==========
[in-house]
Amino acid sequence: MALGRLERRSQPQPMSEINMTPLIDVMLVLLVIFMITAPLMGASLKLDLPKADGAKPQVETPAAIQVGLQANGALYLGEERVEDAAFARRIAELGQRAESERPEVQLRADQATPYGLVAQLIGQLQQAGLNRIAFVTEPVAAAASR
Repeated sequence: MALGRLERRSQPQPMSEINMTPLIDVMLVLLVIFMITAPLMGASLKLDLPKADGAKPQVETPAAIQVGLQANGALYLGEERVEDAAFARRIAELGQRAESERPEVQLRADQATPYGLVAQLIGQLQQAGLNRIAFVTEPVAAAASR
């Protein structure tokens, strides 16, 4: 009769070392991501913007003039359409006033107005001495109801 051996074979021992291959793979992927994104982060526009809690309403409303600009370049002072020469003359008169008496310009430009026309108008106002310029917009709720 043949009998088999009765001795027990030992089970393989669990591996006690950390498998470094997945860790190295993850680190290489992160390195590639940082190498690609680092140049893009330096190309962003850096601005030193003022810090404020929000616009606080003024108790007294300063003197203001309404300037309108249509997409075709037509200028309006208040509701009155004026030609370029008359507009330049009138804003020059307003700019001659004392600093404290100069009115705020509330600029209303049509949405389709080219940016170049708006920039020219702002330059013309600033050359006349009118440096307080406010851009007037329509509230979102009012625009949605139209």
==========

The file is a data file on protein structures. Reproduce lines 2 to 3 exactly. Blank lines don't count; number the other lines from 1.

Amino acid sequence: MALGRLERRSQPQPMSEINMTPLIDVMLVLLVIFMITAPLMGASLKLDLPKADGAKPQVETPAAIQVGLQANGALYLGEERVEDAAFARRIAELGQRAESERPEVQLRADQATPYGLVAQLIGQLQQAGLNRIAFVTEPVAAAASR
Repeated sequence: MALGRLERRSQPQPMSEINMTPLIDVMLVLLVIFMITAPLMGASLKLDLPKADGAKPQVETPAAIQVGLQANGALYLGEERVEDAAFARRIAELGQRAESERPEVQLRADQATPYGLVAQLIGQLQQAGLNRIAFVTEPVAAAASR